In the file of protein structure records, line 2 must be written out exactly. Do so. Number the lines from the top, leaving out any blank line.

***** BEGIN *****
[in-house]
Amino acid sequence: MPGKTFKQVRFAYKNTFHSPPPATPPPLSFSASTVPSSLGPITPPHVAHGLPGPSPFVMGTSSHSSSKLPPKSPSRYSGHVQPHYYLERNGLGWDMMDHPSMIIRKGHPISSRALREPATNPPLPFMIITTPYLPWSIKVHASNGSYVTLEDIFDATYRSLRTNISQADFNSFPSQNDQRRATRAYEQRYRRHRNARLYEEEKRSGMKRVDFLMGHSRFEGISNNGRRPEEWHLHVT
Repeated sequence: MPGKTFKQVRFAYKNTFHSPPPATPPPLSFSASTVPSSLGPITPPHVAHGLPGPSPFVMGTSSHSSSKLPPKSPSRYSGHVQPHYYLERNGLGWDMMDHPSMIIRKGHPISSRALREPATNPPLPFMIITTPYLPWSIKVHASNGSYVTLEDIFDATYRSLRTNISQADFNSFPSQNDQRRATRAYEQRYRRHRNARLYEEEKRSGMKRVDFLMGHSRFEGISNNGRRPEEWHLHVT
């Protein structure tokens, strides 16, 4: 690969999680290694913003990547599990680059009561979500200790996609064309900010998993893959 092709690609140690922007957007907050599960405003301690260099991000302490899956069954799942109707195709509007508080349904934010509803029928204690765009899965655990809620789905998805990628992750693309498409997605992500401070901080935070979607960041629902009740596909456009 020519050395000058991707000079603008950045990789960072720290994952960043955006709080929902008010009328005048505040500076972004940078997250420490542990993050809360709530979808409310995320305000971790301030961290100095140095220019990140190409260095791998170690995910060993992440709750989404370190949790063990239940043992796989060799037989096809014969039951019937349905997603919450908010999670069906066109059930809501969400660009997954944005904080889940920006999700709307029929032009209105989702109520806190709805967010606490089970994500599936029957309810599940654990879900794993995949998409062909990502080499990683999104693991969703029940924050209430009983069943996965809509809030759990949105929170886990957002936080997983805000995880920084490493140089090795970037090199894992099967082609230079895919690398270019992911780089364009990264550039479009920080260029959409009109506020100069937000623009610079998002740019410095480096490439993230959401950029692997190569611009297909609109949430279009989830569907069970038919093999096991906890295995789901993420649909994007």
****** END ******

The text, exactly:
Amino acid sequence: MPGKTFKQVRFAYKNTFHSPPPATPPPLSFSASTVPSSLGPITPPHVAHGLPGPSPFVMGTSSHSSSKLPPKSPSRYSGHVQPHYYLERNGLGWDMMDHPSMIIRKGHPISSRALREPATNPPLPFMIITTPYLPWSIKVHASNGSYVTLEDIFDATYRSLRTNISQADFNSFPSQNDQRRATRAYEQRYRRHRNARLYEEEKRSGMKRVDFLMGHSRFEGISNNGRRPEEWHLHVT